The Niger Delta Development Commission, NDDC, has re-stated its commitment to collaborate with state governments in the Niger Delta in the efforts to quicken development of the oil-rich region.
The NDDC Managing Director, Mr Nsima.Ekere, stated this during a meeting with members of the Bayelsa State NDDC Project Verification Committee at the Commission’s headquarters in Port Harcourt.
He said that the current NDDC Board and Management were forging a new relationship with various stakeholders in the region, stressing that the Commission was working with a new attitude of cooperation and collaboration.
According to him, “one way that we can successfully make a difference is to increase the level of engagement with major stakeholders in the region.”
Ekere said that one of the first decisions taken by the current board was to start the process of re-activating all dormant organs of the Commission. One such important organ, he said, was the Advisory Committee made up of all the governors of the NDDC member states.
He observed that it was necessary to revive the structures that serve as platforms for harmonising ideas with the governments of the NDDC member states to ensure that they took ownership of the Commission’s projects and programmes, as well as check the duplication of efforts.
Ekere said: “We set up budget committees in the states to liaise with the governments and agree on priority projects. Of the nine states in the region, it was only Bayelsa that sat with the NDDC committee to agree on areas of need. We commend the Governor for this.”
As part of the collaboration with states, Ekere added: “We are re-activating the Partners for Sustainable Development (PSD) Forum, which serves as the clearing house that brings all the stakeholders under one umbrella to aid the process of harmonizing development projects.”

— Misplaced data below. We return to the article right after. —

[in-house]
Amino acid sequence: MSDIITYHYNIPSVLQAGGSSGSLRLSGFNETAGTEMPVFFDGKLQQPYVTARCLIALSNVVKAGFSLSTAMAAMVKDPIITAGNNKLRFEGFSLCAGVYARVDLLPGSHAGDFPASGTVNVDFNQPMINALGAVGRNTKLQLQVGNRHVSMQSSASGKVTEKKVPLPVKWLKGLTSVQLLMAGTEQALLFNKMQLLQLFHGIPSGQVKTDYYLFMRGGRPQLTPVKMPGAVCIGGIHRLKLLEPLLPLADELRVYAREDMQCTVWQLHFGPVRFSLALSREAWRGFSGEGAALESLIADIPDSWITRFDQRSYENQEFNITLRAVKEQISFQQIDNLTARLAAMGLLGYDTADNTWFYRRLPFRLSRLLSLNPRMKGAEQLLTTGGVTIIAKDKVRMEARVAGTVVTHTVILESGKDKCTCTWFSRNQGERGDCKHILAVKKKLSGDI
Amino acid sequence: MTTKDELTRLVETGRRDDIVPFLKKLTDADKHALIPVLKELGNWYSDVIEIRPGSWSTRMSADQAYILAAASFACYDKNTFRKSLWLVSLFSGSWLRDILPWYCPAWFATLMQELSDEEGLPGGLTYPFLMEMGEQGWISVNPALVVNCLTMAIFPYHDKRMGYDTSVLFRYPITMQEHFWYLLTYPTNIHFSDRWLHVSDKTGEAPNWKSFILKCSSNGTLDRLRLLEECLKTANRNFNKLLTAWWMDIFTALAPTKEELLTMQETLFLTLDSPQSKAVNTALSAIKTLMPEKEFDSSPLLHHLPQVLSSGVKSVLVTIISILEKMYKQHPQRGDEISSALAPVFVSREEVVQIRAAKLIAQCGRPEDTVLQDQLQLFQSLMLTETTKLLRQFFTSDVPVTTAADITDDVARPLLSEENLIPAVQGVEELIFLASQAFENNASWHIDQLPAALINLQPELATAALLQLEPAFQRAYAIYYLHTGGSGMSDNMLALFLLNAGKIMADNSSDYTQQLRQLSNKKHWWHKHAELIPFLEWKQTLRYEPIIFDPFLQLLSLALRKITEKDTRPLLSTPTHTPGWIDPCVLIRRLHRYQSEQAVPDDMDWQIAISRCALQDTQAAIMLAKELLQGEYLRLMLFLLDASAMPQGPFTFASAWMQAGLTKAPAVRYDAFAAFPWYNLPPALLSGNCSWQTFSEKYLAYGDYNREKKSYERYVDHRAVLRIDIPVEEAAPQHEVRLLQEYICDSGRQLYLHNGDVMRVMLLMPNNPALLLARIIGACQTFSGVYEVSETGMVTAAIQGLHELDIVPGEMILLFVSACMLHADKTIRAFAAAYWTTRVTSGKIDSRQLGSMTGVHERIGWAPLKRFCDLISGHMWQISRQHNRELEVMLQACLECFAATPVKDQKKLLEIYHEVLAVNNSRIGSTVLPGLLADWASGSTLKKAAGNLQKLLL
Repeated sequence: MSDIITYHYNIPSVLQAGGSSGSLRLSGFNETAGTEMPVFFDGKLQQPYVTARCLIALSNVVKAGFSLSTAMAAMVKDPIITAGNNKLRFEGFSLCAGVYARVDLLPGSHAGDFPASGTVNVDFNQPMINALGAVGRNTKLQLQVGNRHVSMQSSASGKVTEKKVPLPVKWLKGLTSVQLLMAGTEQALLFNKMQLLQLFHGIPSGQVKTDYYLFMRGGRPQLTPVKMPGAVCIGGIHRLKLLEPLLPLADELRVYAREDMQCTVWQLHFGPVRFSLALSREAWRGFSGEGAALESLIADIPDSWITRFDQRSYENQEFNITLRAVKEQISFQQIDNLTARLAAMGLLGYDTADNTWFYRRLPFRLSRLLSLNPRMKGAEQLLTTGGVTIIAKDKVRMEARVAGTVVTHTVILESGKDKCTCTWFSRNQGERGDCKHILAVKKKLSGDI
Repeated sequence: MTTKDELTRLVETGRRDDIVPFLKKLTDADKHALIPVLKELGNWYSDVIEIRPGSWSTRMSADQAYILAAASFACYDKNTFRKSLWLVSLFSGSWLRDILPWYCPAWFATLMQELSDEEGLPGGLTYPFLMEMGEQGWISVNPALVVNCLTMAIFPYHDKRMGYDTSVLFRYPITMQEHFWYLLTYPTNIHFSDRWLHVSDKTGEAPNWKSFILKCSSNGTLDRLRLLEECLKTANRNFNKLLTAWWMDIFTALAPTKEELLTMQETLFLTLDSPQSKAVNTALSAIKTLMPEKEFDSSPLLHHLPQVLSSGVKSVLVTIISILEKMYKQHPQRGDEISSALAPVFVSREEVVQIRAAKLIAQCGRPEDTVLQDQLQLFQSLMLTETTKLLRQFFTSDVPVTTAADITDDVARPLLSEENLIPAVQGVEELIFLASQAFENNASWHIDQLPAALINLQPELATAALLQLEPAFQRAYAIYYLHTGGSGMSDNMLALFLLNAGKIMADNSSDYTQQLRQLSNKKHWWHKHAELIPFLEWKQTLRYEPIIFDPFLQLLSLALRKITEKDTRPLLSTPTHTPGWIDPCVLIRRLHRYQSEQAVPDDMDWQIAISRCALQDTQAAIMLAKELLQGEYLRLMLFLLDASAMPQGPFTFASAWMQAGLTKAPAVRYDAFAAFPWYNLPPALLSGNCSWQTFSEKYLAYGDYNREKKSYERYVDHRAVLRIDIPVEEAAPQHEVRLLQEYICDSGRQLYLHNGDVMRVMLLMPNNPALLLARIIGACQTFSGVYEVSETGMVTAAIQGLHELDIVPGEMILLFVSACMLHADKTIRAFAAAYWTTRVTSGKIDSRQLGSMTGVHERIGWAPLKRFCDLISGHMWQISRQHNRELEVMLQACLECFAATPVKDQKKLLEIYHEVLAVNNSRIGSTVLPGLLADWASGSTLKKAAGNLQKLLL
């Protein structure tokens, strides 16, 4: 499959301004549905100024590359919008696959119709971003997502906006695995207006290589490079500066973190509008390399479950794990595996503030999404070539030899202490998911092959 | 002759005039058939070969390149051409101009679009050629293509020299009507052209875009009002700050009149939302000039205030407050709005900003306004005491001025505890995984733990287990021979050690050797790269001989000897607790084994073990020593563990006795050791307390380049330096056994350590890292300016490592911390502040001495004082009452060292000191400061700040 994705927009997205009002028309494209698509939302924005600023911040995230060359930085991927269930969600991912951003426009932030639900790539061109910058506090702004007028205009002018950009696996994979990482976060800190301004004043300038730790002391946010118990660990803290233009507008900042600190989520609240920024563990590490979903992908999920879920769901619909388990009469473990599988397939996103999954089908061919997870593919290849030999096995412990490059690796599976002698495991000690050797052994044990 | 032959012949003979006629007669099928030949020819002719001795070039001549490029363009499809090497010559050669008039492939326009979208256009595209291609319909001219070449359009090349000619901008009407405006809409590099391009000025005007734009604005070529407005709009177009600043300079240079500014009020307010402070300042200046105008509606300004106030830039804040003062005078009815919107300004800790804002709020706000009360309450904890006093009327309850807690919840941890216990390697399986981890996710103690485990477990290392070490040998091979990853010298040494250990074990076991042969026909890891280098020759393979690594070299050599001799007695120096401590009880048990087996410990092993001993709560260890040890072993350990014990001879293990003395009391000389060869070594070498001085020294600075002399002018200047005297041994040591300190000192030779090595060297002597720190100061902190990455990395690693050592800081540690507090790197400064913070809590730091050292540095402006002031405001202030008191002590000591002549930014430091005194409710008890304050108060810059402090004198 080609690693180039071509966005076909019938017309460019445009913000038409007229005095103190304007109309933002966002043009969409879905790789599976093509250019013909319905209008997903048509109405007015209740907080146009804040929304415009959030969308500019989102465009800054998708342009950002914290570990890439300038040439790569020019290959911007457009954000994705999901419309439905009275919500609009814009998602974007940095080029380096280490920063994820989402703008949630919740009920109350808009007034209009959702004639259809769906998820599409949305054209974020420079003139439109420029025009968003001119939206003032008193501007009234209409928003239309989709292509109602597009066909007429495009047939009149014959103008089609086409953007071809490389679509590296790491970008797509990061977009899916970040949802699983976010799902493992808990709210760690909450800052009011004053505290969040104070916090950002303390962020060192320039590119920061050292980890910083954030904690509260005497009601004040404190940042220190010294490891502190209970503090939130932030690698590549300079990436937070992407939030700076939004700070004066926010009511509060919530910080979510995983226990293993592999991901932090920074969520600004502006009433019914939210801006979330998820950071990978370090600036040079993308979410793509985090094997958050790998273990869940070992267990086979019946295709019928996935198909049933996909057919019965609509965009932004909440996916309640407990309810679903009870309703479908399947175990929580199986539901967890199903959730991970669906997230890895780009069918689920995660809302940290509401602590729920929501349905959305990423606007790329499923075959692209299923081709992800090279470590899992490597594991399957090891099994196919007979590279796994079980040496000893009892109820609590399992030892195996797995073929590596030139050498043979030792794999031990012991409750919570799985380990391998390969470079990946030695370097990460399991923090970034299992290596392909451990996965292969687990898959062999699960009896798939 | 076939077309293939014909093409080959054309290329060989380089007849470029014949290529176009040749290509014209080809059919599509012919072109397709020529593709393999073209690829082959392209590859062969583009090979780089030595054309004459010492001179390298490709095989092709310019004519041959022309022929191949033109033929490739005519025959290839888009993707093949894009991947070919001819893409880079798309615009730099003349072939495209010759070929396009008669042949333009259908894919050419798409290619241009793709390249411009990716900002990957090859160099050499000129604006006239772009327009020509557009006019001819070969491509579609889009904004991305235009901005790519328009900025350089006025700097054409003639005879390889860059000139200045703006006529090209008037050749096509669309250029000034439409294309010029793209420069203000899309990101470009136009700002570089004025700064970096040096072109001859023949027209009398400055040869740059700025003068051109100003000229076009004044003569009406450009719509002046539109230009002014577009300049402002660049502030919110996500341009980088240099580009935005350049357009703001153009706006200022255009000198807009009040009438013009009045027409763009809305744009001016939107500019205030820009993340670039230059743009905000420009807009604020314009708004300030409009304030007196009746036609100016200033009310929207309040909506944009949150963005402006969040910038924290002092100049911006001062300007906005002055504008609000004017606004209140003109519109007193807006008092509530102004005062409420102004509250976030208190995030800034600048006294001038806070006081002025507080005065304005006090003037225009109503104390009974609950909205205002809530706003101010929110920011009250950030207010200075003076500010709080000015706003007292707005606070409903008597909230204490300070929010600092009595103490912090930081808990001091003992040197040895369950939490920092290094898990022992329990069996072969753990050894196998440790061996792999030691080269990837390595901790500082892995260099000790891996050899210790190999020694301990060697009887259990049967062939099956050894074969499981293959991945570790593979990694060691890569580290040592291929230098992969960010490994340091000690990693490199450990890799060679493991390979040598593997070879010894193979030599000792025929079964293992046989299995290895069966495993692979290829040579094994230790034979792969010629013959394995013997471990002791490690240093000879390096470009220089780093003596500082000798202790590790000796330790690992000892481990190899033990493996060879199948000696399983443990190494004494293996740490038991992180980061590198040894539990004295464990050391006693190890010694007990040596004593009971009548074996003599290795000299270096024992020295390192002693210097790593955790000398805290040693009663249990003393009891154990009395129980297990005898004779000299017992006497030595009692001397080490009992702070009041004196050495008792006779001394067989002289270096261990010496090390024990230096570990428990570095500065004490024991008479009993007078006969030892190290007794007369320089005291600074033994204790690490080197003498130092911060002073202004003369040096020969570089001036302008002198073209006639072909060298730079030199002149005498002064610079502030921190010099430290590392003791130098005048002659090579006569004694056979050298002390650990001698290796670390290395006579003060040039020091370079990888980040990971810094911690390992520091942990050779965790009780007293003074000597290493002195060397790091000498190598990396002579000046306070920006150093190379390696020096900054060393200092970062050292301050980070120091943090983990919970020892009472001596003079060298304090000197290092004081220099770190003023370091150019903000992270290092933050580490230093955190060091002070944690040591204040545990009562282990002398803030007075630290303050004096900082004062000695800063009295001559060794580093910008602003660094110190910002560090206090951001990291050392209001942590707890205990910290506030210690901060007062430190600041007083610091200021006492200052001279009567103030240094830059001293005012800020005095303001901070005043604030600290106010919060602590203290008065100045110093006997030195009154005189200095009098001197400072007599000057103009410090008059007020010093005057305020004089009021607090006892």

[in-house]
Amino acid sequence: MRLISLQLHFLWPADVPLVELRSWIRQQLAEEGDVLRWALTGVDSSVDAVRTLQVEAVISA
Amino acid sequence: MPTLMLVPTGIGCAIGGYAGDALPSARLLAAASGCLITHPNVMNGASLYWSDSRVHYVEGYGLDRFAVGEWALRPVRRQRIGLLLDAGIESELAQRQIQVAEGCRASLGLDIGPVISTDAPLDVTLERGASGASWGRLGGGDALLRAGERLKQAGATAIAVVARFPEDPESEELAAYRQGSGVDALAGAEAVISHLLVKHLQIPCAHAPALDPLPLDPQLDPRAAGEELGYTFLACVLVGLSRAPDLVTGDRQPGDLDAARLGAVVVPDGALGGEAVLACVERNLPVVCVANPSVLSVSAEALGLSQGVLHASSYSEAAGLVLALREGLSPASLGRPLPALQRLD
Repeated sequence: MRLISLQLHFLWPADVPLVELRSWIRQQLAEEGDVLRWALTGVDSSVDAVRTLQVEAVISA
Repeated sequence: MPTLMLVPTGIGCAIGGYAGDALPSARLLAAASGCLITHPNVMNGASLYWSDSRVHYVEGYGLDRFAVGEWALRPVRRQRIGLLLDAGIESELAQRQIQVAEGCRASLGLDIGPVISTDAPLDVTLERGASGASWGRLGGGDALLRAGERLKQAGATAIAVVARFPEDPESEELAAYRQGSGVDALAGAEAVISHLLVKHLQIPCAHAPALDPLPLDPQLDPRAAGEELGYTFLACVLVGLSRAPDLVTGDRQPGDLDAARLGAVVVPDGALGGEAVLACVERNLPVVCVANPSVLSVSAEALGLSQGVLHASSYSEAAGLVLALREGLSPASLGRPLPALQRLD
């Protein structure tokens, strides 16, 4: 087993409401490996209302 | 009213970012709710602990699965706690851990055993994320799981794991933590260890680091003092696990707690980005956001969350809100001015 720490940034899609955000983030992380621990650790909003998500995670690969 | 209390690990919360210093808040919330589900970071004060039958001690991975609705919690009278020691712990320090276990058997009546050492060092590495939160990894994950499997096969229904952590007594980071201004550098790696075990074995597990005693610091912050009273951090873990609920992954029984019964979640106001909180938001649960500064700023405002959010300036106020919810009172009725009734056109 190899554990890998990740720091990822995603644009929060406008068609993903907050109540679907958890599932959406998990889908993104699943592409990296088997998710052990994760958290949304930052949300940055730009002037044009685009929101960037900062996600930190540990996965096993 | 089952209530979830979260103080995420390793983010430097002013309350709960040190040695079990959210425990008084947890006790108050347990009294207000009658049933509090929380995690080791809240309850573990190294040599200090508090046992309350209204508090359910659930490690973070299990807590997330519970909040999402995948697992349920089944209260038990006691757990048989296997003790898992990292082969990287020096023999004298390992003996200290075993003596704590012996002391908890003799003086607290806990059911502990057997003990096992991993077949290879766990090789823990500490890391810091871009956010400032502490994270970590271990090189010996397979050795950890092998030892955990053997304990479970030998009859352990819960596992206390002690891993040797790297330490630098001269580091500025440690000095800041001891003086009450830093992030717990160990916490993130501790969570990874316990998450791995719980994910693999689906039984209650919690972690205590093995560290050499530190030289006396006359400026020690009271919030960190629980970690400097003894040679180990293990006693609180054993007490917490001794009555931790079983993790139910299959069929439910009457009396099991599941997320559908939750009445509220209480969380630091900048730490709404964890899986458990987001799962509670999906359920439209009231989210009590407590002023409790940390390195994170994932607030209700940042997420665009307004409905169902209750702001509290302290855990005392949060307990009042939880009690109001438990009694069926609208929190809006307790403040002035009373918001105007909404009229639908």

The NDDC Chief Executive Officer remarked that the Commission enjoyed a very robust relationship with Bayelsa State government, assuring it of its continued cooperation, especially in monitoring and verification of projects. He commended the state for setting up a project verification committee, assuring that the NDDC would give it the necessary support.
Ekere expressed concern over the issue of stalled projects, which he said was often erroneously referred to as abandoned projects. He said that the NDDC was determined to change the narrative.
He declared: “We will be happier if we have fewer quality projects that can be completed on schedule for the benefit of the people.”
The NDDC boss said that the Commission had so far awarded 893 projects in Bayelsa State, out of which 351had been completed, adding that it did not include the recent emergency interventions in the state.
He said that other projects that were on-going came up to 271, while contractors were yet to mobilize to site for another 196 projects. He further said that 54 projects were stalled and 4 were taken over by the state government, while 17 have been terminated.
Ekere decried the rash of agitations coming out of Bayelsa State, describing them as born out of ignorance and mischief. He said that in some cases, the protesters had listed completed projects as being abandoned or relocated from Bayelsa state to Akwa Ibom. “I hope the committee will help to resolve these issues,” he said.
The Chairman of the NDDC Projects Verification Committee, Engr. Charles Ambaiowei, said that their assignment was that of fact-finding and not quarrelling.
He said that during the recent visit of the NDDC board and management to Governor Seriake Dickson, the impression was given that the state was one of the greatest beneficiaries of NDDC projects.
According to him, “that came to the governor as a surprise because the status of some of the projects listed were doubtful. The governor felt that there was need for verification of the projects to determine those that have actually been executed.”
Ambaiowei, lamented that the NDDC had been short-changed in terms of funding since its inception in 2,000.
He condemned the non-release of statutory funds due to NDDC, noting that the Federal Government under the Olusegun Obasanjo administration, failed to meet its statutory obligations to the Commission. He explained that the NDDC was getting only 10 per cent of funding from the central government, instead of the statutory 15 per cent, stating that this may have contributed to the problem of stalled projects.